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Is there any great tutorial out there on how to create rain in GLSL or a similar shader? I can find ones easily for Maya but not for this, sadly. Thanks!

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What are these Maya tutorials? I really doubt that has anything to do with a shader, and instead is all about particle effects. –  Jessy Jun 18 '12 at 13:44
Yeah, I believe it was more about particle effects, just in application with a rain-like look, I suppose. –  m00nbeam360 Jun 18 '12 at 20:20

1 Answer 1

up vote 3 down vote accepted

What do you mean by "rain". There are lots of ways to represent rain

This sample has a rain effect and a ripple effect


No tutorial though. It works by creating a bunch of unit squares, giving each one an random value, adding that random value to a time value and the computing a position in the shader as in

uniform float u_time;          // a time value passed in by JavaScript
uniform mat4 u_view_inverse;   // view inverse (camera world matrix)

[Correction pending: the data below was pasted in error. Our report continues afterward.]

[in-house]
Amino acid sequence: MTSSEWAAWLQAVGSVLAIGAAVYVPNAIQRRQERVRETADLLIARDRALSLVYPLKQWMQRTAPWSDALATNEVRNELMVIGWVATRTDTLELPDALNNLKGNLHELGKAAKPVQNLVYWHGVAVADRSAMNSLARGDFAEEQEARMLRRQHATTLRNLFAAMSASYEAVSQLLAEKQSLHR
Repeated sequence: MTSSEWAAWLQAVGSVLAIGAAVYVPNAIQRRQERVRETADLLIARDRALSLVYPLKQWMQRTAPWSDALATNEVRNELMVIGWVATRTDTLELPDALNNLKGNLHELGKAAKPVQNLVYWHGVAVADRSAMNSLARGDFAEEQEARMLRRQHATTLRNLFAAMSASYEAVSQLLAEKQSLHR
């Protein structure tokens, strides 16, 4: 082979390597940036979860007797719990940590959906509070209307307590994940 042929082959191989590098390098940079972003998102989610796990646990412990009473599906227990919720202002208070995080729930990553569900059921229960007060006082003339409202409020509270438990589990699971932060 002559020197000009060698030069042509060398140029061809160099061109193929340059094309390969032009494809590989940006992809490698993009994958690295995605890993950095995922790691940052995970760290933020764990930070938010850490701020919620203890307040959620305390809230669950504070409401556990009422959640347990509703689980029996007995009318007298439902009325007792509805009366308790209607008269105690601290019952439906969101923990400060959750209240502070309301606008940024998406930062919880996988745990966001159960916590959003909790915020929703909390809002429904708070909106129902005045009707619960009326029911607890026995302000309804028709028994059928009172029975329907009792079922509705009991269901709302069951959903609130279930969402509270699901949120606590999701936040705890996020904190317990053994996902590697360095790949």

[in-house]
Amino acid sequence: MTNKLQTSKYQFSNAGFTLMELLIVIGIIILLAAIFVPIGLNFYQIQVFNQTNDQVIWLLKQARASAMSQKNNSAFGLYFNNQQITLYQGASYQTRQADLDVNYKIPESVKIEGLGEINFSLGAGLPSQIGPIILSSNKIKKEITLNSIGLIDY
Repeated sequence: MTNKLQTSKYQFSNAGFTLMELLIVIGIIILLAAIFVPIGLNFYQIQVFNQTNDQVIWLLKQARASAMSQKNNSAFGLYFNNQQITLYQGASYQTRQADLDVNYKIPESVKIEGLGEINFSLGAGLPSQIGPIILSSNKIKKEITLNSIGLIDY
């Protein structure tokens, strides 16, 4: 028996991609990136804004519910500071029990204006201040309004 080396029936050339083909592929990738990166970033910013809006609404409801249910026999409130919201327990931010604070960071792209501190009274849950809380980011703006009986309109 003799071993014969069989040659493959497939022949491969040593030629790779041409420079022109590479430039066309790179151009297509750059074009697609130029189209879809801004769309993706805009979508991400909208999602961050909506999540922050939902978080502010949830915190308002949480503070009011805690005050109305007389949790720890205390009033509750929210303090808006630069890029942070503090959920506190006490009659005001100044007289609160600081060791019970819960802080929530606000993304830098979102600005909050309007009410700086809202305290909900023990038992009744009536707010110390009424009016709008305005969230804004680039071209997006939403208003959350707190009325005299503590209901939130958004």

uniform mat4 u_view_projection;// view projection matrix

attribute vec4 a_vertex;       // the unit quad values
attribute vec4 a_position;     // the base position of this particle repeated for
                               // each vertex
attribute vec4 a_velocity;     // velocity for this quad, repeated for each vertex
attribute float a_time_offset; // a time offset for this particle 
                               // repeated for each vertex

// compute a position
float localTime = u_time + a_time_offset;
vec4 base_position = a_position + a_velocity * localTime;

// rotate quad so it's perpendicular to the view
vec4 quadX = viewInverse[0] * a_vertex.x;
vec4 quadZ = viewInverse[1] * a_vertex.y;

// compute the real world position for this vertex
vec4 position = base_position + quadX + quadZ;

// at this point position is the same as any other 'standard' 3d shader
// do with it whatever. Example:
gl_Position = viewProjectionMatrix * position;

Sorry if that's too terse.

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Wow, this is awesome, gman!! Thanks so much! Did you create this yourself? –  m00nbeam360 Jun 29 '12 at 16:02
Oh, and sorry, where is the random value passed in? Or am I just overlooking something obvious? –  m00nbeam360 Jun 29 '12 at 17:21
In the demo linked to, yes there is are several semi random value passed in as other attributes for each particle. They are chosen at initialization time so each particle effect is really playing the same "loop" of particles over and over but the effects look good. If you need to place multiples of the same effect around a world and you don't want to have them all look in sync the easiest thing to do is (a) give each one a separate clock and (b) give each one a random rotation –  gman Jun 30 '12 at 20:48

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